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Genetics and pathogenesis of methemoglobinemia

Josef T Prchal, MD
Section Editors
Stanley L Schrier, MD
Benjamin A Raby, MD, MPH
Deputy Editor
Jennifer S Tirnauer, MD


Methemoglobinemia occurs when an imbalance due to either increased methemoglobin production or decreased methemoglobin reduction is present. Inherited and acquired processes resulting in excess methemoglobin will be described here. The diagnosis and treatment of methemoglobinemia is described separately. (See "Clinical features, diagnosis, and treatment of methemoglobinemia".)


Methemoglobin is an altered state of hemoglobin in which the ferrous (Fe++) irons of heme are oxidized to the ferric (Fe+++) state. The ferric hemes of methemoglobin are unable to bind oxygen. In addition, the oxygen affinity of any accompanying ferrous hemes in the hemoglobin tetramer is increased [1]; as a result, the oxygen dissociation curve is "left-shifted" and oxygen delivery to the tissues is impaired (figure 1). (See "Genetic disorders of hemoglobin oxygen affinity".)

Thus, the patient with increased concentrations of methemoglobin has a functional anemia, to the extent that the circulating methemoglobin-containing molecules are unable to carry oxygen, and the remaining hemoglobin, because of its increased oxygen affinity, has a decreased ability to deliver oxygen to the tissues.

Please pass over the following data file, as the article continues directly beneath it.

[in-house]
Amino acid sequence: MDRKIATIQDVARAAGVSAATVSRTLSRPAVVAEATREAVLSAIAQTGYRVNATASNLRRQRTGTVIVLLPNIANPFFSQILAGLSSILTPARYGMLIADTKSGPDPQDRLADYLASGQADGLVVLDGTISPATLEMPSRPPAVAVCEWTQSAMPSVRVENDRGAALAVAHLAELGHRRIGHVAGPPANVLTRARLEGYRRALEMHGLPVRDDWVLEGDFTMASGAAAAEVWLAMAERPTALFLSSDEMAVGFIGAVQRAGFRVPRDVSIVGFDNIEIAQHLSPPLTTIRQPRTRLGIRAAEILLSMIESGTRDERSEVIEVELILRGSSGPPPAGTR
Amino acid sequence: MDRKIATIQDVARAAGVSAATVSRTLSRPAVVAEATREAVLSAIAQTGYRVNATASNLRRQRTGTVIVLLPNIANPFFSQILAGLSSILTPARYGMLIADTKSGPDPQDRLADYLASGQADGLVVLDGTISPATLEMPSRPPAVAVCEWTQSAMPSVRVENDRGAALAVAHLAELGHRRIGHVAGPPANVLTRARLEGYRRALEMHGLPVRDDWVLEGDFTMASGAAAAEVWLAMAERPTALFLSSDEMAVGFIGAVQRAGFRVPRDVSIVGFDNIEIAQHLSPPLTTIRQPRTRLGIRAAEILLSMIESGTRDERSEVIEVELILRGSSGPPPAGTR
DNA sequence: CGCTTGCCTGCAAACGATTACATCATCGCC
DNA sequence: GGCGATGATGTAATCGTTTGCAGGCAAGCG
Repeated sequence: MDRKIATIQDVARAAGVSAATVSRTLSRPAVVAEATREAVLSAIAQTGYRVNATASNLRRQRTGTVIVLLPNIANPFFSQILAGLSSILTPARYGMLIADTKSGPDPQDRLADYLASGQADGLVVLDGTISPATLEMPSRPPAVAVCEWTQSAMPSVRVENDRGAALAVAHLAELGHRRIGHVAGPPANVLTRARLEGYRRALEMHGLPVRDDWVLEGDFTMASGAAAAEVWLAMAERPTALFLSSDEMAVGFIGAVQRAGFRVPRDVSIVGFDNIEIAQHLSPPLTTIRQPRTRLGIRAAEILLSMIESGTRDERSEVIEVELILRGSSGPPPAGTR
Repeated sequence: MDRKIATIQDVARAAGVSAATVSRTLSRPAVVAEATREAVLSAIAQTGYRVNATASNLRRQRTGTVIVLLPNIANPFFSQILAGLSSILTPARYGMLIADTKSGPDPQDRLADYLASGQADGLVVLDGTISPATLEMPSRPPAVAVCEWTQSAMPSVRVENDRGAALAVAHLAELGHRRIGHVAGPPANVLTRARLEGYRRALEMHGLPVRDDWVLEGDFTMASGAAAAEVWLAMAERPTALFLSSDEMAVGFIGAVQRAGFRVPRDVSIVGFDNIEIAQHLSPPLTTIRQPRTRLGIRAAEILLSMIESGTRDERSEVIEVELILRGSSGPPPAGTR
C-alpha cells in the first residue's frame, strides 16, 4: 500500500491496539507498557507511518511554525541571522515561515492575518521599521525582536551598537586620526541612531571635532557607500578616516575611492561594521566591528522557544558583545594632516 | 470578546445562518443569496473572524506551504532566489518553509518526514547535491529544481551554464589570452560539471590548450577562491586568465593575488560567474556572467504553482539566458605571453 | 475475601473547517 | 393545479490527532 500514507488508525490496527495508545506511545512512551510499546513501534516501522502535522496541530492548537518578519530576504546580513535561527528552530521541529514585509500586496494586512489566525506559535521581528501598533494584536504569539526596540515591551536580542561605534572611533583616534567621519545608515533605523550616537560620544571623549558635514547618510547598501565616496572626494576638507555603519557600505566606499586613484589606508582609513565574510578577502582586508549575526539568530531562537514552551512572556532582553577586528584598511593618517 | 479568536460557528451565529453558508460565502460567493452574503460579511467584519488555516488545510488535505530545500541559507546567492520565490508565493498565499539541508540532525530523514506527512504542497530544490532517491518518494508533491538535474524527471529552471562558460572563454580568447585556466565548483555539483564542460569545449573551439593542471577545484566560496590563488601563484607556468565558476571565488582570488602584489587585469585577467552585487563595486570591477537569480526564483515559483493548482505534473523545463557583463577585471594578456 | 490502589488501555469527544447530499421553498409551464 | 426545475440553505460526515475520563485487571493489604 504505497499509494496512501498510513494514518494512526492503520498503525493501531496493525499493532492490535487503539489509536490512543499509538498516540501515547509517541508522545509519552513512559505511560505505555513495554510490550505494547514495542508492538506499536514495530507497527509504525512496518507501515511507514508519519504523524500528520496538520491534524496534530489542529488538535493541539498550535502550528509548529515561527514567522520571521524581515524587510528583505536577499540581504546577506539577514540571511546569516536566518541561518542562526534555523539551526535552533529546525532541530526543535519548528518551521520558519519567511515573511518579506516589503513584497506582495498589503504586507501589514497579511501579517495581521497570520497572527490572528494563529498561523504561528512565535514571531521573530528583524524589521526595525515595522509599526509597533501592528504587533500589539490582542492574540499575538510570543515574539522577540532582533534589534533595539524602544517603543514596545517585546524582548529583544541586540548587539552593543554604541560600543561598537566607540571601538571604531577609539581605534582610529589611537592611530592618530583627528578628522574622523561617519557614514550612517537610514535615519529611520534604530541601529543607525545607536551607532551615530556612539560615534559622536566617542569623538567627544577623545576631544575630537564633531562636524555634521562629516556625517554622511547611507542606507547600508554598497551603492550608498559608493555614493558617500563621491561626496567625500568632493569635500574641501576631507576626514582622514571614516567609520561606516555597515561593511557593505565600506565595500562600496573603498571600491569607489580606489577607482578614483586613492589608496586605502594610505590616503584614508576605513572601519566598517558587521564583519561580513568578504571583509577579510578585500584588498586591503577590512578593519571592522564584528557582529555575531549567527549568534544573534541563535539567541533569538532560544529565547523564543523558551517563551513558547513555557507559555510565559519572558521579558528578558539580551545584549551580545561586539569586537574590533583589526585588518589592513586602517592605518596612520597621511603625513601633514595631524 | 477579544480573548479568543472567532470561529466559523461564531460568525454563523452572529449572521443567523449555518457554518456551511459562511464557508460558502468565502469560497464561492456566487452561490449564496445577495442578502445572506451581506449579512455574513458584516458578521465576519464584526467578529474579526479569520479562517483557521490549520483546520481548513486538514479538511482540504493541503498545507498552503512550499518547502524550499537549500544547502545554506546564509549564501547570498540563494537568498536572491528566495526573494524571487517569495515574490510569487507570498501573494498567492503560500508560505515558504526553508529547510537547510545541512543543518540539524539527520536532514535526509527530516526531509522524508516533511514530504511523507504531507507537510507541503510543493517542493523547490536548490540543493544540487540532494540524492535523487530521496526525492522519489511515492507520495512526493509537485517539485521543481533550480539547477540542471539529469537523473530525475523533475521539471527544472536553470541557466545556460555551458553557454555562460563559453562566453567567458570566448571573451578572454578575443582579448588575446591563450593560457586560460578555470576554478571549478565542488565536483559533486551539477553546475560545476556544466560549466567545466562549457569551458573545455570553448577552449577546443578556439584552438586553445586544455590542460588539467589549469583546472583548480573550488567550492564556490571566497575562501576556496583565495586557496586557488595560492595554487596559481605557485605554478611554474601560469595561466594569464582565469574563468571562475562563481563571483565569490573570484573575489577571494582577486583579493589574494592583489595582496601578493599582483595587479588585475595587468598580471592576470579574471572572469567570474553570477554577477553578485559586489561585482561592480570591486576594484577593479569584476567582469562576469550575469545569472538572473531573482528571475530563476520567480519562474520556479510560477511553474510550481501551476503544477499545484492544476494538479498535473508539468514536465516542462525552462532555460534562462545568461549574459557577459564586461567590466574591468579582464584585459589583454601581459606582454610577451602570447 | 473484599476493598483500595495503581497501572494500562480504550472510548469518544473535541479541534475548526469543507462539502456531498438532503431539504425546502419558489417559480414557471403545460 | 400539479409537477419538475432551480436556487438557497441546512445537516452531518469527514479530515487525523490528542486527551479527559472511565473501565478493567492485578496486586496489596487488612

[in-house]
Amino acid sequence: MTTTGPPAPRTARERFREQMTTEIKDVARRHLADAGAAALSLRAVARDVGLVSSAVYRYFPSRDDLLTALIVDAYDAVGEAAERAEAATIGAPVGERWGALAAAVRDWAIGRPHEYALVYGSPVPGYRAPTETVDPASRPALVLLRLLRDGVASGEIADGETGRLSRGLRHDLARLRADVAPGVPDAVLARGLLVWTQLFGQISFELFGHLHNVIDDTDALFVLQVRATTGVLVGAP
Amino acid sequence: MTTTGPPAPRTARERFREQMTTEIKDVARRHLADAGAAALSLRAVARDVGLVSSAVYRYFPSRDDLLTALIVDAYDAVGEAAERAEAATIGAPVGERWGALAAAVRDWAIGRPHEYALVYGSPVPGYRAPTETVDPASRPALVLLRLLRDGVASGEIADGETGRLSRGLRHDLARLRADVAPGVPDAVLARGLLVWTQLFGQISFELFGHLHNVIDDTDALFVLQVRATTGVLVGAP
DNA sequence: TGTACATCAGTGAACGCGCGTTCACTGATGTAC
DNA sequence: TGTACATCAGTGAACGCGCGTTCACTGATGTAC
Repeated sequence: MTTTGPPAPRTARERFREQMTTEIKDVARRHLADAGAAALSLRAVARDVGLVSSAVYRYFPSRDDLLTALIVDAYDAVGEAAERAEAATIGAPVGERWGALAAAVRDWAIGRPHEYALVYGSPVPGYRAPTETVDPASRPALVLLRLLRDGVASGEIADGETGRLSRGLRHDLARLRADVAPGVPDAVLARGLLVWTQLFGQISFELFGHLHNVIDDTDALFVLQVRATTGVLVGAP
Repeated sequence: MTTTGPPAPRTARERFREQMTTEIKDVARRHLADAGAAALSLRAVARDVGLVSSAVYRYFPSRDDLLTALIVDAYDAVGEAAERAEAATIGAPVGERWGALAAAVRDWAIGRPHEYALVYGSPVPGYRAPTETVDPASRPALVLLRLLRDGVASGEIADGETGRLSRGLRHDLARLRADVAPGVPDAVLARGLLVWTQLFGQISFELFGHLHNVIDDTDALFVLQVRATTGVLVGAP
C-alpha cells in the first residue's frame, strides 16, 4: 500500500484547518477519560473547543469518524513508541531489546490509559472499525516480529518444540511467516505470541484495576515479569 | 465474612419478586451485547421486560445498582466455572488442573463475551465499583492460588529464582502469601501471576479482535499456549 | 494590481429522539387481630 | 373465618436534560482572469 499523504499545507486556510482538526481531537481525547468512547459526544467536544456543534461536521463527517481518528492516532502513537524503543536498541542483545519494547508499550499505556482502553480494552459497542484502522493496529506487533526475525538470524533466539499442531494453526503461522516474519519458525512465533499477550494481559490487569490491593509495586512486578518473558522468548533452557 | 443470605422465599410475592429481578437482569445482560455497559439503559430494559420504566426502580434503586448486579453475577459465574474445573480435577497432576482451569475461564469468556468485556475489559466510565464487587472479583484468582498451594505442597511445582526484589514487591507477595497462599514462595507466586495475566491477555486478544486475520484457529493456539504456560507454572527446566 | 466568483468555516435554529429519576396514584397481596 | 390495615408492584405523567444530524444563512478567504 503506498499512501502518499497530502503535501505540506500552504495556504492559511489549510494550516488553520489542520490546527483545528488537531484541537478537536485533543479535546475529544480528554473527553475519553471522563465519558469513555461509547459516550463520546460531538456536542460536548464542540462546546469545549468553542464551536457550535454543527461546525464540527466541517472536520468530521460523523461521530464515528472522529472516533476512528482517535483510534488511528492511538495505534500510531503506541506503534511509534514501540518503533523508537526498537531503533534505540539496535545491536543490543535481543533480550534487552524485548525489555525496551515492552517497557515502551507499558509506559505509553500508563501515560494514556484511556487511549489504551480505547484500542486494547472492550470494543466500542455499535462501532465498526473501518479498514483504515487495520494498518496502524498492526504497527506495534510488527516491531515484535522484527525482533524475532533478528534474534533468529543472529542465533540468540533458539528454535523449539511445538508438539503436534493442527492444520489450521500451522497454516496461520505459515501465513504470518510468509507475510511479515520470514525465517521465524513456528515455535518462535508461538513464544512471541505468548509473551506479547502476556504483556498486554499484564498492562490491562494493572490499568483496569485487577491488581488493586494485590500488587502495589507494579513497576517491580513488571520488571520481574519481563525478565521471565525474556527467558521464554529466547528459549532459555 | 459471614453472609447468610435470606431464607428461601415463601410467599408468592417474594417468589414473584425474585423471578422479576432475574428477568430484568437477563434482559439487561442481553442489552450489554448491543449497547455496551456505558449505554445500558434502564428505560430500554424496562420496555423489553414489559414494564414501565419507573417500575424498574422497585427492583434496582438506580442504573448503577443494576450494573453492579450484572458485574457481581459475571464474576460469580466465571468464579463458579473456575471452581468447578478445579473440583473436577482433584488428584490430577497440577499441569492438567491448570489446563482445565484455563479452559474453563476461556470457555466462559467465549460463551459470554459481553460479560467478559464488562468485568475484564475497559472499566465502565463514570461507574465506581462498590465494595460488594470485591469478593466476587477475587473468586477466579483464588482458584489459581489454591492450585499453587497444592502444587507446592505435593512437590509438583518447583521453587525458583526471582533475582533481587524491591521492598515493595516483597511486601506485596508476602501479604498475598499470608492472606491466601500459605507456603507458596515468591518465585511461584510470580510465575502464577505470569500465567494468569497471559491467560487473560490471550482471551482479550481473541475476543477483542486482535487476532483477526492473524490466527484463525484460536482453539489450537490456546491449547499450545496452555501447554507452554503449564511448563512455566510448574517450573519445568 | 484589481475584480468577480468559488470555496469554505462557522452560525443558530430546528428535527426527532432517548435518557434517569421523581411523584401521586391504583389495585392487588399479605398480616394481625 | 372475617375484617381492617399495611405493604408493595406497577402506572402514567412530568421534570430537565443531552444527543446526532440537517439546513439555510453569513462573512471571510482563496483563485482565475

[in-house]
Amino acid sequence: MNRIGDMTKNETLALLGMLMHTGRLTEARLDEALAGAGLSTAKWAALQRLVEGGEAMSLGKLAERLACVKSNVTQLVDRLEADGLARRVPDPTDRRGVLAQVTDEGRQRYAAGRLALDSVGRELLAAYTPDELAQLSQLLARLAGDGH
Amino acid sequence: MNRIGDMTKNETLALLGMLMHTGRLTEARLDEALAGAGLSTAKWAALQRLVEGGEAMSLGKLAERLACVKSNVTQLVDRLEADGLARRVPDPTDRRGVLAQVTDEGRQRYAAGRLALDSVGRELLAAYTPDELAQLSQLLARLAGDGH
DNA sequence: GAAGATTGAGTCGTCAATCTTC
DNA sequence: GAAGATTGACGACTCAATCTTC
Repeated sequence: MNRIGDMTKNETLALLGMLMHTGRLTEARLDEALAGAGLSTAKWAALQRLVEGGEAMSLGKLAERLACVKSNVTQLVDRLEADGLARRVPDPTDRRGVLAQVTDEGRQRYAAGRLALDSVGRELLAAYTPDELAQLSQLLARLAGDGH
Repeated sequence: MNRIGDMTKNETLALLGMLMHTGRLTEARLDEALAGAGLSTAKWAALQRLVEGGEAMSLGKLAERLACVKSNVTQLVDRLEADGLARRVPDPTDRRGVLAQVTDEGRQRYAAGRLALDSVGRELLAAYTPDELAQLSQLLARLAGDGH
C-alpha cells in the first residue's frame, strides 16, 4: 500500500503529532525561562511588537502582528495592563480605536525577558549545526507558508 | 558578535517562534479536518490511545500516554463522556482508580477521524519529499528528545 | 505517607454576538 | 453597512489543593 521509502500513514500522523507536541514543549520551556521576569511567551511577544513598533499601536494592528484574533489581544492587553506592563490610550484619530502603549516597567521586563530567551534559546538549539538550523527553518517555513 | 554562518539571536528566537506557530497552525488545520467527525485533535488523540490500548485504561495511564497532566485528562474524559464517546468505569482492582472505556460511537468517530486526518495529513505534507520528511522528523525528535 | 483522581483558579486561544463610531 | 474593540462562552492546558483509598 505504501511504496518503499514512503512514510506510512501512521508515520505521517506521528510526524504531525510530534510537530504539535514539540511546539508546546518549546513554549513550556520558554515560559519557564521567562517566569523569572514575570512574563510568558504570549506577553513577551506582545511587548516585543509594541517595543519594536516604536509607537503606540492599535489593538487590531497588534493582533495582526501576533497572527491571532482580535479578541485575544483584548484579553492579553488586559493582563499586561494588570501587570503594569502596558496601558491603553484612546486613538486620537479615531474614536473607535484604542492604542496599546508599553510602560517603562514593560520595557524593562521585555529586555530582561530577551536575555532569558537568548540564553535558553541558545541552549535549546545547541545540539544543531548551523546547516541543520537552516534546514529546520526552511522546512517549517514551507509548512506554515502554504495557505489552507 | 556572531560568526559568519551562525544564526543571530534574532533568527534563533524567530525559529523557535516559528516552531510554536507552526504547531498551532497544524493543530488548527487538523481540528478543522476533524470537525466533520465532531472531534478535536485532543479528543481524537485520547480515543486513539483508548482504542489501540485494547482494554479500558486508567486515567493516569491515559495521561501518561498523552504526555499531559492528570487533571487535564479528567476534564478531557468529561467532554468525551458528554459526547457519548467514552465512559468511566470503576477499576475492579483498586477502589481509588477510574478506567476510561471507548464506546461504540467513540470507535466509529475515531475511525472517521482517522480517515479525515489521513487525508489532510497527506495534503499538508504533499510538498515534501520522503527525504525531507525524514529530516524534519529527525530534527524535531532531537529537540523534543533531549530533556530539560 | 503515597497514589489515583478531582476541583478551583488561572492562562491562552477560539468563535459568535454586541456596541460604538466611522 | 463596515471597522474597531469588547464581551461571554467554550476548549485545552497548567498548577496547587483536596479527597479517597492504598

Formation — During the formation of oxyhemoglobin from deoxyhemoglobin and molecular oxygen, one electron is partially transferred from heme iron to the bound oxygen, forming a ferric-superoxide anion complex (Fe3+—O2-) [2]. During deoxygenation, most of the oxygen leaves the molecule as molecular oxygen, but a small amount leaves as a superoxide (O2-) radical. Under the latter circumstance, the partially transferred electron is not returned to the iron moiety, leaving the heme iron in the ferric state (ie, methemoglobin). This autooxidation of hemoglobin occurs spontaneously at a slow rate in normal individuals, converting 0.5 to 3 percent of the available hemoglobin to methemoglobin per day [3,4].

Methemoglobin is also formed from the oxidation of hemoglobin heme iron via reactions with free radicals and endogenous compounds, including hydrogen peroxide (H2O2), nitric oxide (NO), O2-, and hydroxyl radical (OH•) [5,6]. Exogenous compounds may oxidize hemoglobin to methemoglobin directly, by means of a metabolic derivative or by generating O2- and H2O2 during their metabolism.

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Literature review current through: Nov 2017. | This topic last updated: Jan 09, 2017.
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